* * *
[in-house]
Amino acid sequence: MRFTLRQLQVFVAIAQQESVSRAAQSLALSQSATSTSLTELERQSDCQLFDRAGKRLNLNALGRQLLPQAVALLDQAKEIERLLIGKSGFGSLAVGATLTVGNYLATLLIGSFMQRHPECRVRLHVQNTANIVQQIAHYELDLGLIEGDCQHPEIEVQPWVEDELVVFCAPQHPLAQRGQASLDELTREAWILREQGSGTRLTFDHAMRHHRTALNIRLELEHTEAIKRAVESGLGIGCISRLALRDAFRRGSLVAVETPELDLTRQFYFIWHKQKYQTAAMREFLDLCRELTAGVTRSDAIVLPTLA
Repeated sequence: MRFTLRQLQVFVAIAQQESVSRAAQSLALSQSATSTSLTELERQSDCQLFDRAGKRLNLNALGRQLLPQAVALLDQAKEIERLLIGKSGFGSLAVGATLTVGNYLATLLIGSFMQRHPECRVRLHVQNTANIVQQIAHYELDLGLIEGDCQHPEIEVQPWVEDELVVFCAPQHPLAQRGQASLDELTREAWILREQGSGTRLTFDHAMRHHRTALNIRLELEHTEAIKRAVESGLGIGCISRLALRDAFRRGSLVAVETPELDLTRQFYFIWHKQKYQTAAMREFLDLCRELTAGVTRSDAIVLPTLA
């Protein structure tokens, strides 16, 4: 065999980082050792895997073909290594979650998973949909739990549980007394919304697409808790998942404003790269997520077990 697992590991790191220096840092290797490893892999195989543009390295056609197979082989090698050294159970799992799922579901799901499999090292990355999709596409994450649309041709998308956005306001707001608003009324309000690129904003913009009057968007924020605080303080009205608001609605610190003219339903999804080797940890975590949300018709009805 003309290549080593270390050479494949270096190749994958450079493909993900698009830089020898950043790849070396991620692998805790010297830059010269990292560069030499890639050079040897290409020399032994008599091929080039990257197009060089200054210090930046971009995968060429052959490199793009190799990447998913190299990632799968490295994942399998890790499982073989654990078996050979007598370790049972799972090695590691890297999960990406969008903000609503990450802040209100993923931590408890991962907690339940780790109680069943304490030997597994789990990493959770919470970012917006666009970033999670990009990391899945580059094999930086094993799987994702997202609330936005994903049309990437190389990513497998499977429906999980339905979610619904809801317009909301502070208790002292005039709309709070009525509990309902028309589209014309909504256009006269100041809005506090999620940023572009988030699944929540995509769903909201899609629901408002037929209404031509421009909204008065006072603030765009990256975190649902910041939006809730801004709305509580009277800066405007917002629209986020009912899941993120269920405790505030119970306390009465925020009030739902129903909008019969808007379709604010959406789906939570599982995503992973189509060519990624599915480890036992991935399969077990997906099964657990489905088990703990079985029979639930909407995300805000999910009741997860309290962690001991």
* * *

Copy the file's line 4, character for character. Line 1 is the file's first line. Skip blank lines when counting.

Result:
């Protein structure tokens, strides 16, 4: 065999980082050792895997073909290594979650998973949909739990549980007394919304697409808790998942404003790269997520077990 697992590991790191220096840092290797490893892999195989543009390295056609197979082989090698050294159970799992799922579901799901499999090292990355999709596409994450649309041709998308956005306001707001608003009324309000690129904003913009009057968007924020605080303080009205608001609605610190003219339903999804080797940890975590949300018709009805 003309290549080593270390050479494949270096190749994958450079493909993900698009830089020898950043790849070396991620692998805790010297830059010269990292560069030499890639050079040897290409020399032994008599091929080039990257197009060089200054210090930046971009995968060429052959490199793009190799990447998913190299990632799968490295994942399998890790499982073989654990078996050979007598370790049972799972090695590691890297999960990406969008903000609503990450802040209100993923931590408890991962907690339940780790109680069943304490030997597994789990990493959770919470970012917006666009970033999670990009990391899945580059094999930086094993799987994702997202609330936005994903049309990437190389990513497998499977429906999980339905979610619904809801317009909301502070208790002292005039709309709070009525509990309902028309589209014309909504256009006269100041809005506090999620940023572009988030699944929540995509769903909201899609629901408002037929209404031509421009909204008065006072603030765009990256975190649902910041939006809730801004709305509580009277800066405007917002629209986020009912899941993120269920405790505030119970306390009465925020009030739902129903909008019969808007379709604010959406789906939570599982995503992973189509060519990624599915480890036992991935399969077990997906099964657990489905088990703990079985029979639930909407995300805000999910009741997860309290962690001991």